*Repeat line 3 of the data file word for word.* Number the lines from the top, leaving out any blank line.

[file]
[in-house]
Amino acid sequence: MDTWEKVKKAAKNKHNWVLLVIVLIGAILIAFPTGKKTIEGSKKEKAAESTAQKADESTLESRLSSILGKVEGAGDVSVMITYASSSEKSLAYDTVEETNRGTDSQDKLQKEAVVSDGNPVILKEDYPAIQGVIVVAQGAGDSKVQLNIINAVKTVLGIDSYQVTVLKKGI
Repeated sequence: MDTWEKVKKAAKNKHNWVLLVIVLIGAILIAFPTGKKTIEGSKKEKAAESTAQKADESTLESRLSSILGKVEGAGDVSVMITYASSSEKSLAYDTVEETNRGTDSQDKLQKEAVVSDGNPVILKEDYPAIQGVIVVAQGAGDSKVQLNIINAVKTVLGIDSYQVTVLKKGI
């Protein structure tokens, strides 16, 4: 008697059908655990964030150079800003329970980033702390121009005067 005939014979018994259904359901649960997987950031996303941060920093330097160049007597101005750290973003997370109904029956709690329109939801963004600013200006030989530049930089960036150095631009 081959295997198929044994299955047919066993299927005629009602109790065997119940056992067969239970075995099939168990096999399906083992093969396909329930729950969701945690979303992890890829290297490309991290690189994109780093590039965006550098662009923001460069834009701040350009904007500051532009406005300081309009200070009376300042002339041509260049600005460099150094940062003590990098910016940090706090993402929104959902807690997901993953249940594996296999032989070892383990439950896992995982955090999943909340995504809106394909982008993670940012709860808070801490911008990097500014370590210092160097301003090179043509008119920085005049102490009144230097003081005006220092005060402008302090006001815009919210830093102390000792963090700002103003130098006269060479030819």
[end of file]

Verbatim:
Repeated sequence: MDTWEKVKKAAKNKHNWVLLVIVLIGAILIAFPTGKKTIEGSKKEKAAESTAQKADESTLESRLSSILGKVEGAGDVSVMITYASSSEKSLAYDTVEETNRGTDSQDKLQKEAVVSDGNPVILKEDYPAIQGVIVVAQGAGDSKVQLNIINAVKTVLGIDSYQVTVLKKGI